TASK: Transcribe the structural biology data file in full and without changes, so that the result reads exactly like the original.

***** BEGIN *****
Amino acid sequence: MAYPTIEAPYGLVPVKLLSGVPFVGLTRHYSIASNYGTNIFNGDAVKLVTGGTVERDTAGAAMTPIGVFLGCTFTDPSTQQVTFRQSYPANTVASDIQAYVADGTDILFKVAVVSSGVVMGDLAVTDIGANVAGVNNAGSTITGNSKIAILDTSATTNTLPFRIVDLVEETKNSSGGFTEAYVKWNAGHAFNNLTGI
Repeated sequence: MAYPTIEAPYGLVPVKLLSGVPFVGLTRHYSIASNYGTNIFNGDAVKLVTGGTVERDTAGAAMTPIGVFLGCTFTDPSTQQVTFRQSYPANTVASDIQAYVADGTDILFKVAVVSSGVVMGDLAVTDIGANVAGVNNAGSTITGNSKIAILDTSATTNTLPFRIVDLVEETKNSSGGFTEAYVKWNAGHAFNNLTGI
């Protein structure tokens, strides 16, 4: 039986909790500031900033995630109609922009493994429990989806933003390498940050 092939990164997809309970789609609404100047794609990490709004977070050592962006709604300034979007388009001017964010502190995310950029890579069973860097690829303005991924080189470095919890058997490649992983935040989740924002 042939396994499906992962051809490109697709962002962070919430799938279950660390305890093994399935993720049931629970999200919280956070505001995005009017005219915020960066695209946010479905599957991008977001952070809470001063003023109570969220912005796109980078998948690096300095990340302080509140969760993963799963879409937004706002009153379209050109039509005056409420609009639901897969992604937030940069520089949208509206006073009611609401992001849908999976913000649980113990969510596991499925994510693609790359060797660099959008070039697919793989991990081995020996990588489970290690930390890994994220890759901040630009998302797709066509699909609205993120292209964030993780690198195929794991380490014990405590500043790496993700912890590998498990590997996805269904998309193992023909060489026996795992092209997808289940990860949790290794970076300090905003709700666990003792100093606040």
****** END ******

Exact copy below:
Amino acid sequence: MAYPTIEAPYGLVPVKLLSGVPFVGLTRHYSIASNYGTNIFNGDAVKLVTGGTVERDTAGAAMTPIGVFLGCTFTDPSTQQVTFRQSYPANTVASDIQAYVADGTDILFKVAVVSSGVVMGDLAVTDIGANVAGVNNAGSTITGNSKIAILDTSATTNTLPFRIVDLVEETKNSSGGFTEAYVKWNAGHAFNNLTGI
Repeated sequence: MAYPTIEAPYGLVPVKLLSGVPFVGLTRHYSIASNYGTNIFNGDAVKLVTGGTVERDTAGAAMTPIGVFLGCTFTDPSTQQVTFRQSYPANTVASDIQAYVADGTDILFKVAVVSSGVVMGDLAVTDIGANVAGVNNAGSTITGNSKIAILDTSATTNTLPFRIVDLVEETKNSSGGFTEAYVKWNAGHAFNNLTGI
């Protein structure tokens, strides 16, 4: 039986909790500031900033995630109609922009493994429990989806933003390498940050 092939990164997809309970789609609404100047794609990490709004977070050592962006709604300034979007388009001017964010502190995310950029890579069973860097690829303005991924080189470095919890058997490649992983935040989740924002 042939396994499906992962051809490109697709962002962070919430799938279950660390305890093994399935993720049931629970999200919280956070505001995005009017005219915020960066695209946010479905599957991008977001952070809470001063003023109570969220912005796109980078998948690096300095990340302080509140969760993963799963879409937004706002009153379209050109039509005056409420609009639901897969992604937030940069520089949208509206006073009611609401992001849908999976913000649980113990969510596991499925994510693609790359060797660099959008070039697919793989991990081995020996990588489970290690930390890994994220890759901040630009998302797709066509699909609205993120292209964030993780690198195929794991380490014990405590500043790496993700912890590998498990590997996805269904998309193992023909060489026996795992092209997808289940990860949790290794970076300090905003709700666990003792100093606040």